Chris “Mad Dog” Russo’s recent run on First Take opposite Stephen A. Smith (only on Wednesdays for now; ESPN currently has other rotating debate partners for Smith on other days) has produced a lot of comment, especially over their back-and-forth yelling matches. Interestingly enough, though, Russo’s former partner Mike Francesa said Thursday (in a conversation with Russo at the Barrett Sports Media summit) that he almost wound up in a regular debating role against Smith in 2008 after Russo left the Mike and the Mad Dog WFAN show. Francesa wound up hosting solo (which he would do from 2008-17, then again from 2018-19, and then again in a shortened form in 2020), but he told Russo Thursday that Smith was under consideration as a replacement when Russo left. Here’s video of that from Phil Mackey on Twitter:
Here’s Mike Francesa telling a story about how Stephen A. Smith almost became Mad Dog Russo’s successor at WFAN 15 years ago ? pic.twitter.com/YSXsR8lwyY
— Phil Mackey ? (@PhilMackey) March 3, 2022
Francesa starts by saying his son Harrison told him about Russo’s recent run with Smith, and says “I told Harrison, ‘I’ve known both of them forever, nobody can outyell either one of them, it’s going to be a stalemate. Nobody can outyell Dog. I’m telling you right now, there’s no chance.” Russo then says “This is the strange thing about [Smith], he loved you and me growing up as a kid.” And Francesa says “He wanted to replace you! I had lunch with him. He was the first guy.”
Russo says “Did he really? You should have hired him!” and Francesa says “I should! He would have been really good!” Russo says “He would have been perfect.” Francesa says “I’ve had a relationship with him going back, and he was one of the first guys I talked to. [Former WFAN programming director Mark] Chernoff and I had lunch with him. One of the first guys we met with was Stephen A.”
Update: Francesa added more to this on Twitter Friday.
While I never seriously considered a partner when Dog left, the first person we did meet with was Stephen A. He would have been a very wise choice.
— Mike Francesa (@MikeFrancesa) March 4, 2022
It’s unclear how close Smith actually came to winding up in Russo’s seat on WFAN. But the summer 2008 timing of that means the chances don’t appear to have been zero, at least from Smith’s side; that was after his 2008 demotion at ESPN, and while it was before his actual 2009 exit from the network, he certainly might have jumped if offered a big role elsewhere (and replacing Russo, at that point, certainly would have qualified as big). And this was before Smith’s 2011 return (in a mostly-radio role), 2012 slot on First Take, and rise to becoming the highest-paid (although he just got bumped by Troy Aikman) on-air ESPN personality.
If WFAN had opted to go with a replacement for Russo rather than having Francesa host solo, and if they had chosen Smith, the sports world might look quite different today on several fronts. For one thing, if the Francesa and Smith show had taken off, that probably means Smith doesn’t head back to ESPN in 2011. And that maybe means that the history of First Take is quite different.
First Take started in 2007 with Dana Jacobsen and Jay Crawford, as an evolution of Cold Pizza and not as the full debate show it is today. Skip Bayless was there in 2007, but his role and the rise of embrace debate really expanded in the August 2011 format change. Smith started as a guest commentator after that change, then got a full-time role in April 2012, which is when the show really became the version we know today. But if Smith had been on WFAN with Francesa instead at that point, it’s unclear where ESPN would have turned to find a regular foil for Bayless, or if they even would have done so.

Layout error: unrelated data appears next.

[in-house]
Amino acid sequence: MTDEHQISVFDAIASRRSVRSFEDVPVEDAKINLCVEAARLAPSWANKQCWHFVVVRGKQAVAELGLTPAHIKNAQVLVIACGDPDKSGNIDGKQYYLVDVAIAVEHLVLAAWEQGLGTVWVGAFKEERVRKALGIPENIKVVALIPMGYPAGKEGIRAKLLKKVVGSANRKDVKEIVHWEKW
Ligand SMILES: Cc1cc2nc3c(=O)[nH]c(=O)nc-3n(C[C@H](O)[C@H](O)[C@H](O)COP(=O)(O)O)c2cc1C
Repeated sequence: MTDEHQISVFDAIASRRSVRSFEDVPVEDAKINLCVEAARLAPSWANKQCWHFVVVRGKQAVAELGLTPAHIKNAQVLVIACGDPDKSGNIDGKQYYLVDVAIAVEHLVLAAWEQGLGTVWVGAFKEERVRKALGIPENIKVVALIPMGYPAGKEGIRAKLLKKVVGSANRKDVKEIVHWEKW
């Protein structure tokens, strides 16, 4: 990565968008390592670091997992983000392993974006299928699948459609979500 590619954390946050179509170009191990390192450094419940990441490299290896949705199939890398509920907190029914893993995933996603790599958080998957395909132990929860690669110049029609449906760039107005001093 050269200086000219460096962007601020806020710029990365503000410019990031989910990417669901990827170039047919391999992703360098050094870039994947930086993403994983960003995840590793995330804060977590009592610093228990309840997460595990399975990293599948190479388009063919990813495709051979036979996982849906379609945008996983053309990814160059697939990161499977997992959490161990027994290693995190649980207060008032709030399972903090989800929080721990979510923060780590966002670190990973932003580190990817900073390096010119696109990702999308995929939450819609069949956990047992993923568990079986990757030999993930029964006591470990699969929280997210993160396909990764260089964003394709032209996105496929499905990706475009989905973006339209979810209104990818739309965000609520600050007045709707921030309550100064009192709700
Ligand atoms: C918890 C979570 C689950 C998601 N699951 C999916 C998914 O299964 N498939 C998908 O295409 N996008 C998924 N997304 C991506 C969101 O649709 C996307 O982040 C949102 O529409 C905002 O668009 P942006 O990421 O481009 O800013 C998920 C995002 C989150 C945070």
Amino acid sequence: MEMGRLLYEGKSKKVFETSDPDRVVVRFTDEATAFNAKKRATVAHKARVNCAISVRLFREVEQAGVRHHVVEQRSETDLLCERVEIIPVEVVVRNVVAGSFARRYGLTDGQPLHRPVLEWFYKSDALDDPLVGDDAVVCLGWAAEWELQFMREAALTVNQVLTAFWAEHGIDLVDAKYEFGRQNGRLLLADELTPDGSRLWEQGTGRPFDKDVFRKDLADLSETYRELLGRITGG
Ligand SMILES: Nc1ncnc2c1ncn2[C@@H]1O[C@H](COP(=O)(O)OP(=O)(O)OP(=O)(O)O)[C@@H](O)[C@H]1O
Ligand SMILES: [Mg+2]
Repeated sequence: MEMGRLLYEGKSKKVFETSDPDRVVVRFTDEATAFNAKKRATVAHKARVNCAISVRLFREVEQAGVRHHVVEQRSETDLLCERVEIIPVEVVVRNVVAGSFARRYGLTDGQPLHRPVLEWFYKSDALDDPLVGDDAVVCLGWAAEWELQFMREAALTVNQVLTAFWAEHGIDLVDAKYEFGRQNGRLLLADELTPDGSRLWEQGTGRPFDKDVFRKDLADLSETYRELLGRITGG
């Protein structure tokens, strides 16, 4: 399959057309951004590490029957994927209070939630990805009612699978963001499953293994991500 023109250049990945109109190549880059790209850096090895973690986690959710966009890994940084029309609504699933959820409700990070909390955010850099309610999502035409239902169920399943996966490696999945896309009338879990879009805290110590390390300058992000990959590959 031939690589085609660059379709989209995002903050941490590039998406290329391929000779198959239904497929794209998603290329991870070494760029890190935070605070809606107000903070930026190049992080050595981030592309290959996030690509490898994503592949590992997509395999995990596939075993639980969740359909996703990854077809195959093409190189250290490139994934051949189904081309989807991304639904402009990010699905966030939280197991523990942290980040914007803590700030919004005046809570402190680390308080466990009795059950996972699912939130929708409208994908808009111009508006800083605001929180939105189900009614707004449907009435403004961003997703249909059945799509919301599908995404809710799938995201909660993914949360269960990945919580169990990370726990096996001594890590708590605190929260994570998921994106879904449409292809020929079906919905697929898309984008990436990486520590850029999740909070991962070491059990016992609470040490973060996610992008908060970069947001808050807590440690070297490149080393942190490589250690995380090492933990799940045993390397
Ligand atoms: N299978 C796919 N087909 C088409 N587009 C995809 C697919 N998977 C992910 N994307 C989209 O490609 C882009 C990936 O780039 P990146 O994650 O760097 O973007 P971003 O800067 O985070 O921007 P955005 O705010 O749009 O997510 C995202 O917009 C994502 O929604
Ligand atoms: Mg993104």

The other part of history that could potentially have changed here involves YES and Fox Sports 1. In February 2014, YES dropped their simulcast of Francesa’s WFAN show to instead simulcast Michael Kay’s ESPN New York show. Maybe that move happens even if the WFAN show is Mike and Stephen A. instead of Mike’d Up (Kay is, after all, the primary Yankees’ announcer on YES, so there was logic to YES shifting to simulcasting his show), but maybe it doesn’t. There’s at least a chance there’s more viewer demand for Francesa and Stephen A. yelling at each other instead of such Mike’d Up highlights as Francesa asking the St. John’s soccer coach remarkable questions about soccer and the World Cup, getting confused by an old injury report on a replayed game, or falling asleep on the air (at least once, possibly twice).
But even if the Francesa-Kay shift happens at YES as it did in our timeline, that led to Francesa’s show moving its simulcast to Fox Sports 1, and to a lot of Francesa pushing back about getting preempted for the UEFA Champions League (which drew higher ratings) before he eventually ended his relationship with Fox in September 2015, which came after they brought in Colin Cowherd a month earlier. The Cowherd move was the start of FS1 really embracing debate (they’d brought in Jamie Horowitz, the architect of that strategy at ESPN, in April), but that amped up further when they brought in Bayless from ESPN in August 2016. But if they’d already had Smith partly in the fold (albeit just with a radio simulcast), maybe he’s the debater they go for instead, and maybe they make their debate pivot earlier. And maybe Bayless stays at ESPN and the Smith-Bayless head-to-head plays out in reverse.
At any rate, the decision was made to have Francesa just host solo, so we’ll never know how Mike and Stephen A. would have done. And we don’t know how particularly close this was to happening; Francesa says here that Smith wanted the role, and that he and Chernoff had lunch with Smith, but doesn’t indicate whether there was a lot of interest from WFAN’s end. But it’s fascinating to hear about this, and to think about how sports media history might have been different if this move had been made.